That is the dilemma and there are many thinkers, including evangelicals, who feel that the broadcasters have identified themselves too closely with this television culture and in the process have cheapened the message of the Christian faith and reduced it to an unacceptable form of spiritual entertainment or "super-bowl Christianity." This reservation is expressed by one evangelical writer as follows:
Of course there is nothing wrong with a person giving his Christian witness. Even Paul told his story on two or three occasions. But according to the record he didn't send out a direct-mail piece urging Christians to see him in person at the sports arena flanked by the recently born-again coach and halfback of the Super Bowl champions. Nor did he go coast to coast on color television where his testimony was scheduled to follow right behind a country music star singing her latest country gospel hit. It's hard to picture Paul promoting tapes of his latest crusade in Athens ..(41)
What is interesting is that evangelicals have been the religious figures to make such full adaptations to the demands of television. In the past, the fundamentalist and evangelical traditions within Christianity have tended to stand in a counterculture relationship with American society while the mainline churches have been more identified as a culture-affirming religious tradition. As television is coming to dictate the mainstream of American culture, the evangelical and fundamentalist traditions have become the affirmers and mainline churches have become the mavericks, resisting the imposition of this culture through such means as media advocacy on behalf of powerless social groups, media criticism, and media-awareness programs.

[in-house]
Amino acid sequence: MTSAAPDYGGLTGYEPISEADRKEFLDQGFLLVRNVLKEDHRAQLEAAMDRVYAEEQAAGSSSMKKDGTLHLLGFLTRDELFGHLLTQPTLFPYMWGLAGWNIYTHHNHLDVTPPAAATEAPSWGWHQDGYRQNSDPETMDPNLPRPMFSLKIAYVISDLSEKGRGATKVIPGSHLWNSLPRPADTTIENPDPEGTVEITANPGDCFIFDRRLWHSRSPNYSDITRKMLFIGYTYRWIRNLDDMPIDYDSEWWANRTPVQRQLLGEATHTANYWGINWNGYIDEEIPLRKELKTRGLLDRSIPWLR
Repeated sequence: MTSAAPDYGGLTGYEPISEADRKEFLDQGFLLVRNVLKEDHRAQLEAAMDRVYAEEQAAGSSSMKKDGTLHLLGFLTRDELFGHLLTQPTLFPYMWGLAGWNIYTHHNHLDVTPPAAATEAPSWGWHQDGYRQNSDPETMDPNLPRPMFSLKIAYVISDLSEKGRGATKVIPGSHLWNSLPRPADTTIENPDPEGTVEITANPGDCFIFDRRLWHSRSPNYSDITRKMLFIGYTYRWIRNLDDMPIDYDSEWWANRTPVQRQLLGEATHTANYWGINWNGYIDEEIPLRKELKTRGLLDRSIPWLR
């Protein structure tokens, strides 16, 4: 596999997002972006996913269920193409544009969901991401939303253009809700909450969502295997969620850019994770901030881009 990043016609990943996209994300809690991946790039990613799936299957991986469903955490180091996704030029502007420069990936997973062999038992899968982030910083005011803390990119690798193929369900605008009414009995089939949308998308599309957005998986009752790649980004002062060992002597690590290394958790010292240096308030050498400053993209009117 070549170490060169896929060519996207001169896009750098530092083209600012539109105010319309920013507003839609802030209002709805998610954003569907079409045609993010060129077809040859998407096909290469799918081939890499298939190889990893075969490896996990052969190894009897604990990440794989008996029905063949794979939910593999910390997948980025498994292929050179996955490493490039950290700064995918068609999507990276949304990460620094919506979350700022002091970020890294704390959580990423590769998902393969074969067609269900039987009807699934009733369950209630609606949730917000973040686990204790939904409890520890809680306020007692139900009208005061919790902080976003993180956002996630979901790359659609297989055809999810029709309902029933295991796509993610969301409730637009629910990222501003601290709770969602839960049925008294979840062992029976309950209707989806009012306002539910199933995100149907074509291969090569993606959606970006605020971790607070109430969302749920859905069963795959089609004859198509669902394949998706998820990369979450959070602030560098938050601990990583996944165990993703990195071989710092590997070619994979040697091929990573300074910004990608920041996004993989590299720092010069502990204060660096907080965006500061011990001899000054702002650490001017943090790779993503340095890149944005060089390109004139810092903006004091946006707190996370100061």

A review of the revivalist tradition in America, however, reveals the similarities of modern television preachers and the earlier manifestations of revivalist preaching during the nineteenth and early twentieth centuries. As William McLoughlin competently points out in his book Revivals, Awakenings and Reform, the American revivalist tradition came into existence in the early nineteenth century at the same time as the mass market and popular media such as the penny newspaper. Revivalist preachers used every trick of the popular media of the time; advertisements, billboards, posters, and news stories to draw attention to themselves and to promote their cause. The program formats and styles now seen on paid-time television programs to a large extent can be seen in the meetings of earlier revivalists such as Moody and Sunday: the charismatic preacher, the emphasis on quick, dramatic conversions, popular gospel singing, and the witnessing of prominent personalities.